When you dismount from the cyclocross bike prior to hurdling the barriers, there are two ways to do it.
You can unclip your right leg, swing it around the back of the bike, stand on the left pedal, and then twist your left foot outward as you land with a heavy thud on your right foot and start running. Or, in classic European form, you can repeat those steps to the point where you swing your leg around, then slide your right foot in front of the left foot between your left leg and the bike frame, twist your lower body ever so slightly, and land your right foot mid-stride, as you hit the ground running.
Me? I prefer the first method because even when I'm dead, bone tired in a race, I still have enough impetus to twist hard and get my left foot out of the pedal before I eat shit. The other way always gives me a slight twinge in my left knee, even when I execute it perfectly. It also gives me visions at night of Anterior Cruciate Ligament reconstructive surgery. Although it's the classic Euro pro way of dismounting, I don't even aspire to doing it.
Tonight was the first night of cross practice. It went pretty well. Given my general ricketyness in back and leg joints, I had some concerns. Lucky for me, Sven was leading things and half the crew were getting ready to head to the mountains for the SM 100. So tonight was about knocking the rust off, and man, was there ever some rust on me. Mainly we did a lot of reps of dismounts and remounts, and talked some about carrying. That was it - and that was enough.
Along the way a couple things became clear. One was that I can baby my tender left ankle by dismounting more aggressively. It's very simply - dismount slow, or with a half stride, and the ankle joint - belonging to the second foot to hit the ground - takes a huge hit. Dismount fast, extending the left leg fully and hitting the ground in stride so that the foot strikes in a rolling, running motion, and there's almost no shock to the joint at all. Go easier by going harder... hmmmm... that's definitely a Zen type of thing. Very crossy.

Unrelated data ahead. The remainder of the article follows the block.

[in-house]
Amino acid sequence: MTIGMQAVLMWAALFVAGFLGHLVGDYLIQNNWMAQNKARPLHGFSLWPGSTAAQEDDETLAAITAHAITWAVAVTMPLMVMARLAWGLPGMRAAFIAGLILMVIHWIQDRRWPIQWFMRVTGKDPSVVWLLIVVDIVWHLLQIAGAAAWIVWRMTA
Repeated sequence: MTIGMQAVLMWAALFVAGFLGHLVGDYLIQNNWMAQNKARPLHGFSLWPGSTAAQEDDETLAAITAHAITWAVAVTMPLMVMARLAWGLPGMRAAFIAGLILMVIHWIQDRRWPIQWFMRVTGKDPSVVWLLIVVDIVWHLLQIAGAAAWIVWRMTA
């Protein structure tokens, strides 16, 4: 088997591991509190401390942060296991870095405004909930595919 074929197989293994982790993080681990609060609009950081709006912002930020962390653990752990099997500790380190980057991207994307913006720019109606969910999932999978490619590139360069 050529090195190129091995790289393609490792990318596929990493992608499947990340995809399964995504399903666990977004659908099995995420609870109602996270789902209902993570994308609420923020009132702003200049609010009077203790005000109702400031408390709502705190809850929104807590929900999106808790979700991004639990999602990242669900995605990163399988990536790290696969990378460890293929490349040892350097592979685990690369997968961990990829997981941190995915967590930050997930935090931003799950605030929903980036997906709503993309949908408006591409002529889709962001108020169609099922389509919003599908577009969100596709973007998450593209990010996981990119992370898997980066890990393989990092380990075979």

Furthermore, the back seems to loosen up with the run & jump cross activity. Who'da thunkit?
Finally, I have this interminable stutter step in my remount. It's embarassing. It will be the work of a season to get rid of it, I suspect. This would be a good thing. In a cross race, there are only two or three things I can do to get the drop on smaller racers - outhandle them in sketchy traction circumstances (because when you're born sliding due to your weight/traction issue, a little slide in a race isn't a big deal); overpower them on smooth flats and downhills (almost not worth the effort if there's an uphill at the end of it); and, run past them at the barriers. I manage to be fast at the barriers not because I'm good but because I run them hard, with conviction. It will take reps to add some smoothness to that and pick up some more speed.
The bottom line for this workout is that it was a confidence builder. I didn't go hard, didn't do much, but sort of tested the ankle, back and courage level. They are all there, in tact though the courage was a little low at first.
Next week, we go harder.